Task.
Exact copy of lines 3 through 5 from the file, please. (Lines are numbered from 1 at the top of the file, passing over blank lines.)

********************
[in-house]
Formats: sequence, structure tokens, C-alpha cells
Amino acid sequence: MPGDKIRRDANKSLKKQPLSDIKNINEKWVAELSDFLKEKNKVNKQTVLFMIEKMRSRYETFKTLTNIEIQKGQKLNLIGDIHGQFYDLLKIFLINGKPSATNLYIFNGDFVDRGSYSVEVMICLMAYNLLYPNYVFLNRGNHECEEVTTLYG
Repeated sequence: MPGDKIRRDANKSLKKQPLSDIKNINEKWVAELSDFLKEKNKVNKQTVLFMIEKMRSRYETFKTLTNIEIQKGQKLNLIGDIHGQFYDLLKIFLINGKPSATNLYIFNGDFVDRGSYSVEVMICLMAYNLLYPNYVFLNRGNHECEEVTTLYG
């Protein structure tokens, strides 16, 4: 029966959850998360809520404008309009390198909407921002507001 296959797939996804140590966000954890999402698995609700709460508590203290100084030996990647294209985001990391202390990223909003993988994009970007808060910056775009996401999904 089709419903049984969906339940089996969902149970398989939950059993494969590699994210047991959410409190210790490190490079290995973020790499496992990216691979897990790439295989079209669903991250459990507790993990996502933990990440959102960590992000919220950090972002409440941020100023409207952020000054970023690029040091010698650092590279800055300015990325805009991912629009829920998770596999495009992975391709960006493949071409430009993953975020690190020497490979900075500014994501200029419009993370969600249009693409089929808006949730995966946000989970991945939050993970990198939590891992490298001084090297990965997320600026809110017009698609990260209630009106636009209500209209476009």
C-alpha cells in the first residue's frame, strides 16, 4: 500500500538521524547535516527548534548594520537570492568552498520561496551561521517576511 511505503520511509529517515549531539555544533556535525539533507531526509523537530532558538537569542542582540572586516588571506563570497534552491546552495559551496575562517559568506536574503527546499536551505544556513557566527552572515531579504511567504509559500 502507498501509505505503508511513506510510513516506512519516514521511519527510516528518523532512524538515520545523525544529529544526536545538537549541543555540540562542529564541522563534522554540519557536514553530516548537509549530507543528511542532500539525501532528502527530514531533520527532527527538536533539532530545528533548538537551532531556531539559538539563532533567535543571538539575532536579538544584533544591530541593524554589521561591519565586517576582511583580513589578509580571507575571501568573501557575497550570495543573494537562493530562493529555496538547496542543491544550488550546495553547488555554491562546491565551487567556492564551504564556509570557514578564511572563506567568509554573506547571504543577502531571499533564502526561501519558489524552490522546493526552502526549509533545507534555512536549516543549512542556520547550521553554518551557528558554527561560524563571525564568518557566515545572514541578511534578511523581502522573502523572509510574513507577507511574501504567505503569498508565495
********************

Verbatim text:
Amino acid sequence: MPGDKIRRDANKSLKKQPLSDIKNINEKWVAELSDFLKEKNKVNKQTVLFMIEKMRSRYETFKTLTNIEIQKGQKLNLIGDIHGQFYDLLKIFLINGKPSATNLYIFNGDFVDRGSYSVEVMICLMAYNLLYPNYVFLNRGNHECEEVTTLYG
Repeated sequence: MPGDKIRRDANKSLKKQPLSDIKNINEKWVAELSDFLKEKNKVNKQTVLFMIEKMRSRYETFKTLTNIEIQKGQKLNLIGDIHGQFYDLLKIFLINGKPSATNLYIFNGDFVDRGSYSVEVMICLMAYNLLYPNYVFLNRGNHECEEVTTLYG
């Protein structure tokens, strides 16, 4: 029966959850998360809520404008309009390198909407921002507001 296959797939996804140590966000954890999402698995609700709460508590203290100084030996990647294209985001990391202390990223909003993988994009970007808060910056775009996401999904 089709419903049984969906339940089996969902149970398989939950059993494969590699994210047991959410409190210790490190490079290995973020790499496992990216691979897990790439295989079209669903991250459990507790993990996502933990990440959102960590992000919220950090972002409440941020100023409207952020000054970023690029040091010698650092590279800055300015990325805009991912629009829920998770596999495009992975391709960006493949071409430009993953975020690190020497490979900075500014994501200029419009993370969600249009693409089929808006949730995966946000989970991945939050993970990198939590891992490298001084090297990965997320600026809110017009698609990260209630009106636009209500209209476009």